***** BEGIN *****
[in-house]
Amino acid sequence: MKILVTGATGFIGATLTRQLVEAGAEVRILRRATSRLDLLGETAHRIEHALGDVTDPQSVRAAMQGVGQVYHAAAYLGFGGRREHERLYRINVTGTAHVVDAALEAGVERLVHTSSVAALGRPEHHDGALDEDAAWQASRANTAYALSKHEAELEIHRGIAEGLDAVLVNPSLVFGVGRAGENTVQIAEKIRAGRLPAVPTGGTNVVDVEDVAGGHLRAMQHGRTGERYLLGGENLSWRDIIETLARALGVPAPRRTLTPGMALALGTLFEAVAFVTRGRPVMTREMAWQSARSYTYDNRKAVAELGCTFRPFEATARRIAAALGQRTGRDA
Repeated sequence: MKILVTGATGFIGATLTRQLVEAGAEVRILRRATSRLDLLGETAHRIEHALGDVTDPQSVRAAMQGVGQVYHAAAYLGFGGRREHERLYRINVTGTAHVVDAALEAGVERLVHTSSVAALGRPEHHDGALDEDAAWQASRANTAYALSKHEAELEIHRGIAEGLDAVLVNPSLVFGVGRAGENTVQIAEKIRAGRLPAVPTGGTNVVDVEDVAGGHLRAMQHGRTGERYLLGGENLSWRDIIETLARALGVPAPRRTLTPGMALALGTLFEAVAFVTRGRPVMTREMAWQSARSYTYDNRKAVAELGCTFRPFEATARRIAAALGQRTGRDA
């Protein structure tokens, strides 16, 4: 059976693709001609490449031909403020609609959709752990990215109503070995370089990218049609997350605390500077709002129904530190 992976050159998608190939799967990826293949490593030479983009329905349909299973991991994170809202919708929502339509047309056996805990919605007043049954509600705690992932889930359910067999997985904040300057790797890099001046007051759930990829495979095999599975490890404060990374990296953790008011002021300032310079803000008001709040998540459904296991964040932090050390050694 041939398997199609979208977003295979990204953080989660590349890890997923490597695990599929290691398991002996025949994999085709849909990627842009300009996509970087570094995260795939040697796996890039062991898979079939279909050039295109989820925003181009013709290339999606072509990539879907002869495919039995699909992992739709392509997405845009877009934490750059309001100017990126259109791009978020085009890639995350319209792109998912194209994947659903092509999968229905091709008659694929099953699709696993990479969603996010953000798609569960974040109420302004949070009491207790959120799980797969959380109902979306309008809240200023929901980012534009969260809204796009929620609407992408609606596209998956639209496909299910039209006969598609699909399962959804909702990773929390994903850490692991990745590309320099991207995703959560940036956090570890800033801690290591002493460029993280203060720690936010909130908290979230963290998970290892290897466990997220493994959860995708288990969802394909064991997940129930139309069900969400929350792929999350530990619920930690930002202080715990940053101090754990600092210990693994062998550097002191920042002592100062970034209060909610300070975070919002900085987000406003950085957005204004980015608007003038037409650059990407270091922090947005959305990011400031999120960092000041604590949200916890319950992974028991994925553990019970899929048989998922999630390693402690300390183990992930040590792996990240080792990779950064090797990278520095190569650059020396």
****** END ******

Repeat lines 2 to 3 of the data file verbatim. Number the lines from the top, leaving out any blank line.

Amino acid sequence: MKILVTGATGFIGATLTRQLVEAGAEVRILRRATSRLDLLGETAHRIEHALGDVTDPQSVRAAMQGVGQVYHAAAYLGFGGRREHERLYRINVTGTAHVVDAALEAGVERLVHTSSVAALGRPEHHDGALDEDAAWQASRANTAYALSKHEAELEIHRGIAEGLDAVLVNPSLVFGVGRAGENTVQIAEKIRAGRLPAVPTGGTNVVDVEDVAGGHLRAMQHGRTGERYLLGGENLSWRDIIETLARALGVPAPRRTLTPGMALALGTLFEAVAFVTRGRPVMTREMAWQSARSYTYDNRKAVAELGCTFRPFEATARRIAAALGQRTGRDA
Repeated sequence: MKILVTGATGFIGATLTRQLVEAGAEVRILRRATSRLDLLGETAHRIEHALGDVTDPQSVRAAMQGVGQVYHAAAYLGFGGRREHERLYRINVTGTAHVVDAALEAGVERLVHTSSVAALGRPEHHDGALDEDAAWQASRANTAYALSKHEAELEIHRGIAEGLDAVLVNPSLVFGVGRAGENTVQIAEKIRAGRLPAVPTGGTNVVDVEDVAGGHLRAMQHGRTGERYLLGGENLSWRDIIETLARALGVPAPRRTLTPGMALALGTLFEAVAFVTRGRPVMTREMAWQSARSYTYDNRKAVAELGCTFRPFEATARRIAAALGQRTGRDA